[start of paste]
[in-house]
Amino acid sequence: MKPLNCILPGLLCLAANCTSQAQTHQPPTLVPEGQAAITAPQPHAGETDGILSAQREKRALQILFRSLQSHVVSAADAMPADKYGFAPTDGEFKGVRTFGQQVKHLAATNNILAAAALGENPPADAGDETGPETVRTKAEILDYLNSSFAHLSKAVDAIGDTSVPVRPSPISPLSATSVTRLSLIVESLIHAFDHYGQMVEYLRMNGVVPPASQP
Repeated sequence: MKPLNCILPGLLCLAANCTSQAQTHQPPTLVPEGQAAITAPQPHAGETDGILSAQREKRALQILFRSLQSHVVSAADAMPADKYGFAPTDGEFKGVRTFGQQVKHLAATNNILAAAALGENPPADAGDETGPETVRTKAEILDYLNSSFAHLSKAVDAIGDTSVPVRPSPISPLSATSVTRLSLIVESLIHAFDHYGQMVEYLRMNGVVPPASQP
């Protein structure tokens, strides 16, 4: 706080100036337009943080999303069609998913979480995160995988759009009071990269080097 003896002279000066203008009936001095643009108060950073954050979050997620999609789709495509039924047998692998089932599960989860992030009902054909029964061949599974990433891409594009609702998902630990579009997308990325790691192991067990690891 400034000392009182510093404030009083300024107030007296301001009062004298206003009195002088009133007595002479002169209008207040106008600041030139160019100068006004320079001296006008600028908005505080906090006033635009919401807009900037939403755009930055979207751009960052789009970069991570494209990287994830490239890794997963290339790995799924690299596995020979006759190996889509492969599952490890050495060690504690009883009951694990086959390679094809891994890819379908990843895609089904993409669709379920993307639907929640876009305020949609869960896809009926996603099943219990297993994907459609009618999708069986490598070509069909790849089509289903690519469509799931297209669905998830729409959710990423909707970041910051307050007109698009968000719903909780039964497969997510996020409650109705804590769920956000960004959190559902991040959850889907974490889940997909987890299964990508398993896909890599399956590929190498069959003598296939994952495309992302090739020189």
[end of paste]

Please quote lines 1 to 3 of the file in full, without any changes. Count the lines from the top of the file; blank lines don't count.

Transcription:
[in-house]
Amino acid sequence: MKPLNCILPGLLCLAANCTSQAQTHQPPTLVPEGQAAITAPQPHAGETDGILSAQREKRALQILFRSLQSHVVSAADAMPADKYGFAPTDGEFKGVRTFGQQVKHLAATNNILAAAALGENPPADAGDETGPETVRTKAEILDYLNSSFAHLSKAVDAIGDTSVPVRPSPISPLSATSVTRLSLIVESLIHAFDHYGQMVEYLRMNGVVPPASQP
Repeated sequence: MKPLNCILPGLLCLAANCTSQAQTHQPPTLVPEGQAAITAPQPHAGETDGILSAQREKRALQILFRSLQSHVVSAADAMPADKYGFAPTDGEFKGVRTFGQQVKHLAATNNILAAAALGENPPADAGDETGPETVRTKAEILDYLNSSFAHLSKAVDAIGDTSVPVRPSPISPLSATSVTRLSLIVESLIHAFDHYGQMVEYLRMNGVVPPASQP